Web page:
Skype admits Chinese privacy breach
Text messages tapped as well as censored
VoIP outfit Skype has admitted that surveillance was carried out on instant messages sent using the service in China, blaming local partner TOM Online for the eavesdropping.
The eBay subsidiary said that it only discovered this week that a text-filter used to block conversations containing sensitive keywords had been altered to store and log conversations, AFP reports. Skype publicly acknowledged the filter two years ago.
Skype had assured customers that messages containing sensitive words were discarded at the client end, and that full end-to-end security is preserved and there is no compromise of people's privacy.
The VoIP provider said that the practice had been altered "without our knowledge or consent" and apologised.
The issue came to light after researchers from Citizen Lab, based at the University of Toronto, were able to establish that TOM-Skype was "censoring and logging" text chat messages containing certain keywords. These included democracy, earthquake and milk powder. Mentions of Falun Gong, political opposition to the ruling Chinese Communist Party, or support for Taiwan as a separate political entity also got the tapes rolling, the New York Times reports.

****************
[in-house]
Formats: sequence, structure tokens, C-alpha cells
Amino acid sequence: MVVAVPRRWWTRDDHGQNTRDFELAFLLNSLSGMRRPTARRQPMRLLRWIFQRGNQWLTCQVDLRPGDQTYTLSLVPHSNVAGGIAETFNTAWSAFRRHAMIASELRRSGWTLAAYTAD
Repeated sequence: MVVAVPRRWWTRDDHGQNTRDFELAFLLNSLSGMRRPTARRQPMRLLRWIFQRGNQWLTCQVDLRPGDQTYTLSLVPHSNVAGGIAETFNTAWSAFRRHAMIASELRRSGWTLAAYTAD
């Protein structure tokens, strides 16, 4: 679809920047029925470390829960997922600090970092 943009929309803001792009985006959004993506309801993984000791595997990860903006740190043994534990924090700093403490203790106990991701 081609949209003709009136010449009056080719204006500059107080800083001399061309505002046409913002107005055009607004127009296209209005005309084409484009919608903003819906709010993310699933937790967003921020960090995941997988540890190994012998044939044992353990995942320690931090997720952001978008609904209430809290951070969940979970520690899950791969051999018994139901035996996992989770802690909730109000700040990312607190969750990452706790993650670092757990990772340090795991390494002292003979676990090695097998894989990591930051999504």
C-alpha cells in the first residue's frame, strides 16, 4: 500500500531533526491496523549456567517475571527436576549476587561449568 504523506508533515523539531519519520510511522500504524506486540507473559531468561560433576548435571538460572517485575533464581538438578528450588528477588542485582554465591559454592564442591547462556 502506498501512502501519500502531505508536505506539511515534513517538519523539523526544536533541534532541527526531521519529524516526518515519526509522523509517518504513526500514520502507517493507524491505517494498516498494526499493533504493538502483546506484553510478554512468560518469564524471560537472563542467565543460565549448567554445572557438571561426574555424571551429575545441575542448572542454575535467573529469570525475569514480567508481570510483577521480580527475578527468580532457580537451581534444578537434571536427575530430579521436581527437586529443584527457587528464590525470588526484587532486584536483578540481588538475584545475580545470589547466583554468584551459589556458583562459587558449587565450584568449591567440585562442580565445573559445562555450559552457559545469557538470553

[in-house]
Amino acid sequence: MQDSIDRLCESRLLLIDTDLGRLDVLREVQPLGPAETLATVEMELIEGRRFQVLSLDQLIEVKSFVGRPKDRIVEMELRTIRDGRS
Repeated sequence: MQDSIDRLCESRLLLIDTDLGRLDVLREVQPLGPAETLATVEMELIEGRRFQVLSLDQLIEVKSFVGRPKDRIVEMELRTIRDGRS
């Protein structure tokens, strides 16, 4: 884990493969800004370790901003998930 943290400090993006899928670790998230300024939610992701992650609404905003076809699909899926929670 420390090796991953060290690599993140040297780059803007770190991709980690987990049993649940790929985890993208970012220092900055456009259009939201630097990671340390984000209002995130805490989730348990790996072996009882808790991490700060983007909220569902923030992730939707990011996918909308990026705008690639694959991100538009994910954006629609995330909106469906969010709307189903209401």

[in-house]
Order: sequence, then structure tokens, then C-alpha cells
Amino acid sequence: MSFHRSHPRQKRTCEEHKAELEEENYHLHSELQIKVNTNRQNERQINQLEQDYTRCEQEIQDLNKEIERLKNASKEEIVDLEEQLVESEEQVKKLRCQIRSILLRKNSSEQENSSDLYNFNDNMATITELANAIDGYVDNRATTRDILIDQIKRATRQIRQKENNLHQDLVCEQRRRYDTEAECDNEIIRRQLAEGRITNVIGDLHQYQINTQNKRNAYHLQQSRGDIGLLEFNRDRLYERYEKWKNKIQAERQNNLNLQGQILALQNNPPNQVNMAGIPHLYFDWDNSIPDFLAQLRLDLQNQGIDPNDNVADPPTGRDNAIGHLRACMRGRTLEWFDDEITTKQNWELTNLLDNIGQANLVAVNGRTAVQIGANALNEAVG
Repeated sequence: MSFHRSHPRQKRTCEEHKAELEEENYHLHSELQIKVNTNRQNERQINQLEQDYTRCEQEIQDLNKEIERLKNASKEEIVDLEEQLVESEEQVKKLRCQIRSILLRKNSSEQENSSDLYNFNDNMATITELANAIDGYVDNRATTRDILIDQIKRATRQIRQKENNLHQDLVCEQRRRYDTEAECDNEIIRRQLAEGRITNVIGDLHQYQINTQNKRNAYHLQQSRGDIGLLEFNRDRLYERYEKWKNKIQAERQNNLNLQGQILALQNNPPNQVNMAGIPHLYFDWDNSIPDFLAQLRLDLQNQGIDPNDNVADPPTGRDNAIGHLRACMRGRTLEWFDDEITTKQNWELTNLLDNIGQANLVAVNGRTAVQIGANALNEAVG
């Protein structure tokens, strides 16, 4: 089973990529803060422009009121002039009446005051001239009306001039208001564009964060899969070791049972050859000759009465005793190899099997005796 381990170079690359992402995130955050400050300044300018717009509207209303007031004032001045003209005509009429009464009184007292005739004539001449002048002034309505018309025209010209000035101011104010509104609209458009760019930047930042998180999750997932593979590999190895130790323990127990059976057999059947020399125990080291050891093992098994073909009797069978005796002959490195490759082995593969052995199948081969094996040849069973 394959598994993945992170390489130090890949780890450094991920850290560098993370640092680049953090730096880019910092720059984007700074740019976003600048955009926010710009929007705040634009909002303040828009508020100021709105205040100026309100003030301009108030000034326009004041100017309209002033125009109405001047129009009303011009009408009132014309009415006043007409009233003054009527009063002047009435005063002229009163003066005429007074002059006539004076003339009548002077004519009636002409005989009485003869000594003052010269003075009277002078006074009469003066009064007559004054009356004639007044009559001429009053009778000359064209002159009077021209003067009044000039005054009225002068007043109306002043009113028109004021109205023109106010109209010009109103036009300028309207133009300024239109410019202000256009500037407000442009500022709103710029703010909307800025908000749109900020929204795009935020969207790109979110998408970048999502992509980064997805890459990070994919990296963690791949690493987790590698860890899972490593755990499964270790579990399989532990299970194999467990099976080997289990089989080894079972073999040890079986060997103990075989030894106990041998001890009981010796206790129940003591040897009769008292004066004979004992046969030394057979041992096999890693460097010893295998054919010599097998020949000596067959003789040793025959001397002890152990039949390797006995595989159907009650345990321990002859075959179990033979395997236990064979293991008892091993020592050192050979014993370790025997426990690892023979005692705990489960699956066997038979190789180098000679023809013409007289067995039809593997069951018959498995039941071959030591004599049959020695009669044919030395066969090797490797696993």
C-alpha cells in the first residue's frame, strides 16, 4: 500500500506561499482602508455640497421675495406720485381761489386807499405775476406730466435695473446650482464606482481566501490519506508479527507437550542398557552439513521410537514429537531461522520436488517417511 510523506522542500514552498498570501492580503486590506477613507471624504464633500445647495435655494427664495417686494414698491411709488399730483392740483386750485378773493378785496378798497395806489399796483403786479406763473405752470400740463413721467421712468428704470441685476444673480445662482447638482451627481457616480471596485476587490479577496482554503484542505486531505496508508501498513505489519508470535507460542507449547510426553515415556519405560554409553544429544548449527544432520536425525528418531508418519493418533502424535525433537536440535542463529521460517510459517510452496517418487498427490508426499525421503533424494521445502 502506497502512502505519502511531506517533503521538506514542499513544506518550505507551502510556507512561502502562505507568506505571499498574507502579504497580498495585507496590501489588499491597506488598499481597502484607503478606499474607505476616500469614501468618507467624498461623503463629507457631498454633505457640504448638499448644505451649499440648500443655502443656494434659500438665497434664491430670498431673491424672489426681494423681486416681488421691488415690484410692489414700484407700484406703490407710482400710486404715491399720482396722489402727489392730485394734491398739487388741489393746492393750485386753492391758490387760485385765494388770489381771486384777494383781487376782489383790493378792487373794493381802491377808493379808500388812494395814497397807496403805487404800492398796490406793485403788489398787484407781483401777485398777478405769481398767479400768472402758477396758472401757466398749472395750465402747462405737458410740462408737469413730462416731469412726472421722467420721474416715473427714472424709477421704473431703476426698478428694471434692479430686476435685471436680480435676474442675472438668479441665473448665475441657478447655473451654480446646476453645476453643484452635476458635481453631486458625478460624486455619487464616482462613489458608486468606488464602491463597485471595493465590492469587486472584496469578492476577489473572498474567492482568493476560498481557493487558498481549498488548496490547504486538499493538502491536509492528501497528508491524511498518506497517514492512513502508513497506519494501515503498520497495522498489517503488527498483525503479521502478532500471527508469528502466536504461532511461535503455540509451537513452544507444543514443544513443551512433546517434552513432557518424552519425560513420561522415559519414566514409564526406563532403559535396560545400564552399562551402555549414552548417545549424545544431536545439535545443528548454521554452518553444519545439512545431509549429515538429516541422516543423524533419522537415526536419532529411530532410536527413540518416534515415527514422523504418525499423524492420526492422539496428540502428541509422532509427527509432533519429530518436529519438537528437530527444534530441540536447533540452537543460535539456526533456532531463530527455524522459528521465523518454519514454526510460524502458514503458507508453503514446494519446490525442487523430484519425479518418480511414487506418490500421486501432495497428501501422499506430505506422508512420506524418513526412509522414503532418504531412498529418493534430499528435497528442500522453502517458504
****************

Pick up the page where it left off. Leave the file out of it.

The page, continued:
The logged messages were stored on eight insecure publicly-accessible servers, allowing Citizen Lab to read messages and expose the eavesdropping. The researchers discovered a million censored messages, and were able to work out a list of trigger words by sampling them.
Skype "urgently addressed" the situation with TOM, which closed the security hole. Skype president Josh Silverman said: "We are currently addressing the wider issue of the uploading and storage of certain messages with TOM."
Western firms operating in China commonly adopt the line that they are only local laws when caught kowtowing to the Chinese state's security apparachiks. Whatever Skype does, it's likely to continue to toe the party line.
Skype promotes its platform as offering end-to-end encryption, but the reports from China cast doubt on this assertion. Similar reports from Germany do no more to help the provider. ®
Sponsored: Today’s most dangerous security threats